The student newspaper of Bucks County Community College

The Centurion

The student newspaper of Bucks County Community College

The Centurion

The student newspaper of Bucks County Community College

The Centurion

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Israel-Hamas War Sparks Large Protest in Newtown

Protest photo by Emily Saab

Pro-Palestinian and pro-Israeli protesters clashed down the street from Bucks County Community College, prompting road closures and strong police presence on the scene on Jan. 17.

A pro-Palestinian march, with around 50 attendees, began in the Newtown Shopping Center before winding through the streets of Newtown Township and Borough. The group rallied and members gave speeches in the parking lot. Some held signs with anti-war slogans, Palestinian flags and wore the black and white keffiyeh headscarf which has become a symbol of support as the war rages between the Palestinian Sunni Islamist militant group Hamas, designated as a terrorist group by the U.S. in 1997, and Israel.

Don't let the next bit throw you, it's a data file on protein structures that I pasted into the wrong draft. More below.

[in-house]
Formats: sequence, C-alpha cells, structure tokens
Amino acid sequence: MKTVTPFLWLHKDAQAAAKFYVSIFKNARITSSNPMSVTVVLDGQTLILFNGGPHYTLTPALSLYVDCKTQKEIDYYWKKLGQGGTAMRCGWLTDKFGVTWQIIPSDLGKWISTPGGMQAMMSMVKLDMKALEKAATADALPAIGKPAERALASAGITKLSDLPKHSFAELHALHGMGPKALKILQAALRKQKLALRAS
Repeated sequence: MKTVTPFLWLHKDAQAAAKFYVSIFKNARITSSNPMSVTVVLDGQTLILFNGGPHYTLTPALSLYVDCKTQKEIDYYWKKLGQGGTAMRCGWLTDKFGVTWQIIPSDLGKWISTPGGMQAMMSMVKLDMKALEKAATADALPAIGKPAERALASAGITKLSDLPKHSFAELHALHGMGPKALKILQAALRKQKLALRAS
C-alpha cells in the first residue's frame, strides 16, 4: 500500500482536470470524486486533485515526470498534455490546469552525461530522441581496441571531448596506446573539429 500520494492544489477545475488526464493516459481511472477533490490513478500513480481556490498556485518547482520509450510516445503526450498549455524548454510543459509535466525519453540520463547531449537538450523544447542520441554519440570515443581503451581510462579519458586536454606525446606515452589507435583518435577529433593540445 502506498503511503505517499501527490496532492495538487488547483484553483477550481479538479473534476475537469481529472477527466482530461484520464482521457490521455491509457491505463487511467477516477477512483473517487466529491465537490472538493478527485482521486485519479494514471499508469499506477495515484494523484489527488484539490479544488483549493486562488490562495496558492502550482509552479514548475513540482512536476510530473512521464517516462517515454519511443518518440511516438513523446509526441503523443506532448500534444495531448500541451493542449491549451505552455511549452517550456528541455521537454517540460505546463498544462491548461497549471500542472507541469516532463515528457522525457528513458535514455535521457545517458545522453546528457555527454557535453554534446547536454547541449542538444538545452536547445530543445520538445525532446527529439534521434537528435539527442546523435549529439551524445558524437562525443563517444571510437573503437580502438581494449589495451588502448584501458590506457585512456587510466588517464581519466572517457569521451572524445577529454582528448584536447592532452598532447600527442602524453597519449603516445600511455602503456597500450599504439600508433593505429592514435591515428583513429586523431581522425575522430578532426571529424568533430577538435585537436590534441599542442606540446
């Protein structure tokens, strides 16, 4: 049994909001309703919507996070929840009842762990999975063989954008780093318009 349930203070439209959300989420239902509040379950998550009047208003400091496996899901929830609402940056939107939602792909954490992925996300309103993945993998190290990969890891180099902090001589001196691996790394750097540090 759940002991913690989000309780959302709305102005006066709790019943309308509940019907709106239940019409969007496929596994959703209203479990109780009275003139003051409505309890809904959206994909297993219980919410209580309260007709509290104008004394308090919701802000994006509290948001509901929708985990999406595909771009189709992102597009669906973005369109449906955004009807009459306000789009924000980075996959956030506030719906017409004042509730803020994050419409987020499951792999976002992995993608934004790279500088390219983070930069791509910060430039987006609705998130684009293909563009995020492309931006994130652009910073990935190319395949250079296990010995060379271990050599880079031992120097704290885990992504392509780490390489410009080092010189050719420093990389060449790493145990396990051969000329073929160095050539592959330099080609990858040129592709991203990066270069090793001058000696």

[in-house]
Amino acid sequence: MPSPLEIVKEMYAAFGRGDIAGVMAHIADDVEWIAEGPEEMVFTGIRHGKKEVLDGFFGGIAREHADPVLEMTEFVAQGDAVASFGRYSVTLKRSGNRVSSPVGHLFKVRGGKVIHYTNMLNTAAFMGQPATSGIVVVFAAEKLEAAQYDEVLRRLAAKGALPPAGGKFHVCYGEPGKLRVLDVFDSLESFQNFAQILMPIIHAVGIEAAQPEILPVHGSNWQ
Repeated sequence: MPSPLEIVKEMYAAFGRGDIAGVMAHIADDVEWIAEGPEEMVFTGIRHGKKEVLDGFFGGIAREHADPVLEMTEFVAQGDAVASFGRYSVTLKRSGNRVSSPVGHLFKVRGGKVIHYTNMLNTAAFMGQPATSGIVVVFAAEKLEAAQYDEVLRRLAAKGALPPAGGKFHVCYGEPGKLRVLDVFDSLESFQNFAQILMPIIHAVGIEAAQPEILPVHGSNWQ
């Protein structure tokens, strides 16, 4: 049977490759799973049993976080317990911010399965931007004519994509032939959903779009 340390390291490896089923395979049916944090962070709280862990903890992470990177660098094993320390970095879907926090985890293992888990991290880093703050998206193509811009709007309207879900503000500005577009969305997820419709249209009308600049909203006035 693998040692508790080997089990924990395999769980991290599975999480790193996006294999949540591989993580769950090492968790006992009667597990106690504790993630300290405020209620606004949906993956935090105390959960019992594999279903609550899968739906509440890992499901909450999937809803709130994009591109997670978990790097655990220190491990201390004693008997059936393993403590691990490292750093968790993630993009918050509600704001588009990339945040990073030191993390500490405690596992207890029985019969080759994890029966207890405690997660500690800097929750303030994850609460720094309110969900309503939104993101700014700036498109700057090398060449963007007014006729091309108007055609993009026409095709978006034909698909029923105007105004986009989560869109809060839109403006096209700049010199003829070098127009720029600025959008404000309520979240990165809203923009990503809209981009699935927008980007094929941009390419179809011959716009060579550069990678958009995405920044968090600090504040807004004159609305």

While the group marched down Durham Road and shouted “Free, Free Palestine,” they were met with more than 100 members of the Bucks County Jewish Community, according to The Jewish community waved Jewish and American flags while shouting, “Bring them home,” referring to the hostages taken by Hamas during the attack on Israel on Oct. 7.

The cross-border attack by Hamas killed 1,200 Israelis, injured 6,900 and took 250 hostages who were mostly civilians. Some 400 of those murdered and kidnapped were attending the Nova Music Festival in Israel.

Israel formally declared war on Hamas after the attack and started bombarding Gaza with airstrikes. Since the start of the war, more than 28,000 people have been killed, around 1,410 Israelis and more than 26,751 Palestinians. Roughly 11,500 of the victims were children,  according to an article on

As the conflict grinds on, the emotional toll is especially heavy for some people in the Bucks County community.